Cybercriminals are constantly seeking to take advantage of your computer security vulnerabilities.
The move to remote-first has underlined the increasing reliance on cloud and web technologies while also confirming what the software development world has known for at least a few years: that web-only is finally a viable option.
While the goals of these cybercriminals may vary from one to the next (political motives, monetary gain, or just for kicks/prestige), they pose a significant threat to your organization.
Part of protecting your business against modern cyber threats is being aware of the different types of vulnerability that might put your network at risk—and then securing those weaknesses before an attacker can use them. What are some common network security vulnerabilities, and how can you counter them?
IT security pros have never faced more threats, whether it’s from the huge increase in remote work. While there will always be new holes to plug, security vulnerabilities usually stem from the same few causes: unpatched vulnerabilities, misconfigurations or user error, and even the most tech-savvy companies are vulnerable to these mistakes.
Here are some of the most common IT security vulnerabilities. By taking a proactive stance against the most common cyber vulnerabilities and security misconfigurations, you can prevent many cyber attacks from happening.
- Missing Data Encryption. When your data is not properly encrypted before storage or transmission, your vulnerability to a cyber threat increases.
- OS Command Injection. OS command injection, or shell injection, happens when an attacker executes operating system (OS) commands on your server while it’s running an application. This vulnerability can be used to prey upon other parts of your infrastructure to gain deeper reach into your organization. It is typically caused by incorrect or complete lack of input data validation.
- Buffer Overflow. Most software developers understand the threat posed by buffer overflow. Even still, the occurrence is common because of the wide variety of ways buffer overflows can occur, and the error-prone techniques often used to prevent them.
- Missing Authentication/Authorization. This vulnerability is due to insufficient authorization or authentication limitations. Attackers step in to take advantage where weak authentication or privilege limitations exist.
- Cross-Site Scripting And Forgery. CSRF, also referred to as XSS, XSRF, Sea Surf or Session Riding, tricks a web browser into executing an unwanted action. When it works, CSRF can impact both the business and its use.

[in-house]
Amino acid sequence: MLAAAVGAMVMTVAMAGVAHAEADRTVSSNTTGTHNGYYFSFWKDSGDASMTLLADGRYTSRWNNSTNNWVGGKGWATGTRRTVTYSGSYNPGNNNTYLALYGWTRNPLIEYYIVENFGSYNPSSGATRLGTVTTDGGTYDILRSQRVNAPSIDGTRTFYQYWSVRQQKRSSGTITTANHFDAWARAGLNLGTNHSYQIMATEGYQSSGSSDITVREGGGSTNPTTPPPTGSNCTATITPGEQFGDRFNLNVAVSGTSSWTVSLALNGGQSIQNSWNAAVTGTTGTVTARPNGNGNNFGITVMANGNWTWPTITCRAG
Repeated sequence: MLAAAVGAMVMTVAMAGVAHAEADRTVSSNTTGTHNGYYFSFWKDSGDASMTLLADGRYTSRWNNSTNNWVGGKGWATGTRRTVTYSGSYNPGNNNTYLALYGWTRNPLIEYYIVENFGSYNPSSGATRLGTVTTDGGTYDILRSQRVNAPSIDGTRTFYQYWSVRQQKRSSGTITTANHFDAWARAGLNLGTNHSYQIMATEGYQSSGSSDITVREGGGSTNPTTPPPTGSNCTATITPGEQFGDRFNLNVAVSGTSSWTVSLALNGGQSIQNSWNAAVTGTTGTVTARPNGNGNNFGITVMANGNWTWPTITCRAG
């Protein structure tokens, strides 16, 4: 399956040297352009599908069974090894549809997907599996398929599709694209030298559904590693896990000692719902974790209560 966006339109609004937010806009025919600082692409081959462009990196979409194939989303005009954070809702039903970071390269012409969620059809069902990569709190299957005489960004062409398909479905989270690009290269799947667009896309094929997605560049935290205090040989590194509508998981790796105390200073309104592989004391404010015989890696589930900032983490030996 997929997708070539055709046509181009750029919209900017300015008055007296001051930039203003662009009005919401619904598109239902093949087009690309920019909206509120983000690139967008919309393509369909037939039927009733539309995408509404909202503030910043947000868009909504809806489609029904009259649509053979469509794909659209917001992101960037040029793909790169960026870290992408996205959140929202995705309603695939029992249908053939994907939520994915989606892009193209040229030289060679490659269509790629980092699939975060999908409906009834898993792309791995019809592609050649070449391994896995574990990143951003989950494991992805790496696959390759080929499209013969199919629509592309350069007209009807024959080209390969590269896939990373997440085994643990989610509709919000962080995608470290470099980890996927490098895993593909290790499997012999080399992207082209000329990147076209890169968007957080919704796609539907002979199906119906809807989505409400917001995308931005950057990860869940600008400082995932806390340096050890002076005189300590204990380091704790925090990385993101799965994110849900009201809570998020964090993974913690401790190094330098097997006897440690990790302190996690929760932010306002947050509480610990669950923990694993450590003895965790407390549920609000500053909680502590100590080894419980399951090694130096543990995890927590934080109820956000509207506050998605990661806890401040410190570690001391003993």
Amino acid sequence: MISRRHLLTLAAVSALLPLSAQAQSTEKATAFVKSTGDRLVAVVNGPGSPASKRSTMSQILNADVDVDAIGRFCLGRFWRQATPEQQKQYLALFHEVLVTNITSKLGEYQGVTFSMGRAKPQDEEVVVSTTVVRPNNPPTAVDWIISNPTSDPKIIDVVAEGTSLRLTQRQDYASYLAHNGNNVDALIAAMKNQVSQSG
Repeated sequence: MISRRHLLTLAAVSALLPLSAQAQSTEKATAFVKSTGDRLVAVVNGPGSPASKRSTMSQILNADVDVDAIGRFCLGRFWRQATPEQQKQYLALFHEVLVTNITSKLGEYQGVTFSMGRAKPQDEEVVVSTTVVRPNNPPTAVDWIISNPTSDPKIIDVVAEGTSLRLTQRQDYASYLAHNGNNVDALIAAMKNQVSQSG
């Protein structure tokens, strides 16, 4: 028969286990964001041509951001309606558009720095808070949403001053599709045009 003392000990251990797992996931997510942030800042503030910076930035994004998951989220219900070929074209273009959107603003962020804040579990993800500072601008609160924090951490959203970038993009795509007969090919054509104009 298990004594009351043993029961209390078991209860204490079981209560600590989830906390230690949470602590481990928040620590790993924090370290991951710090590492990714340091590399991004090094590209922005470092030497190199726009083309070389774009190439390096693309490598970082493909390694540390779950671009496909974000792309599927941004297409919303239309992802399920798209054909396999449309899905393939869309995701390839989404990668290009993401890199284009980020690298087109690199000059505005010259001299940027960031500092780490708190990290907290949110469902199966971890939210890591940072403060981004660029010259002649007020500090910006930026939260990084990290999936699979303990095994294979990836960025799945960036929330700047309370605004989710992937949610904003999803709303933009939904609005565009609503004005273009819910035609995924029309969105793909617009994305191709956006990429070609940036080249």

- URL Redirection To Untrusted Sites. Redirects can leave the door open for attackers to drive users of your application to an untrusted external site, creating security issues for your user and leaving your reputation at risk.
- Path Traversal. Directory traversal (also known as file path traversal) is a common vulnerability that allows a potential attacker to read files on the server that is running your application, such as code and data, credentials for back-end systems and sensitive OS files.
- Poor password policies. Brute force attacks do no longer try to attack an account with thousands of passwords. Instead, they try to login to thousands of accounts with two or three common passwords, like abc123 or your company name plus the year number, and it’s likely to succeed in most cases.
- Unused accounts: keeping inactive accounts enabled increases the attack surface. It’s important to disable or remove accounts of former employees or contractors.
Vulnerability assessment, scanning, penetration testing and patch management are important steps for controlling vulnerabilities. They should be conducting regularly, if not continuously.
Misconfigured web servers and applications make easy targets for hackers to exploit. Misconfigurations can happen at any level of the tech stack – from your web server to its database to your framework or virtual machines. Cybercriminals take advantage of security misconfigurations through unauthorized access to default accounts, rarely accessed web pages, unprotected files and folders, directory listings, etc.
There is a relatively high chance that some security misconfigurations exist in your system at this very moment. If you want to see how common they are, just see this white-hat hack of Apple from a few months ago. Businesses that use a hybrid approach of in-house and cloud environments can experience the highest level of risk exposure. Keeping a careful watch for security misconfigurations during the frequent updates is an essential factor for protection. Visibility and attention are key.
Common Types of Security Misconfigurations
These are some common misconfigurations that security and IT teams should be on the lookout for:
- Applications and products under production phase in debug mode
- Running unwanted services on the system
- No proper configuration for accessing server resources and services
- Leaving default keys and passwords as is
- Incorrect exception management—can disclose unauthorized data, including stack traces
- Using default accounts with default credentials
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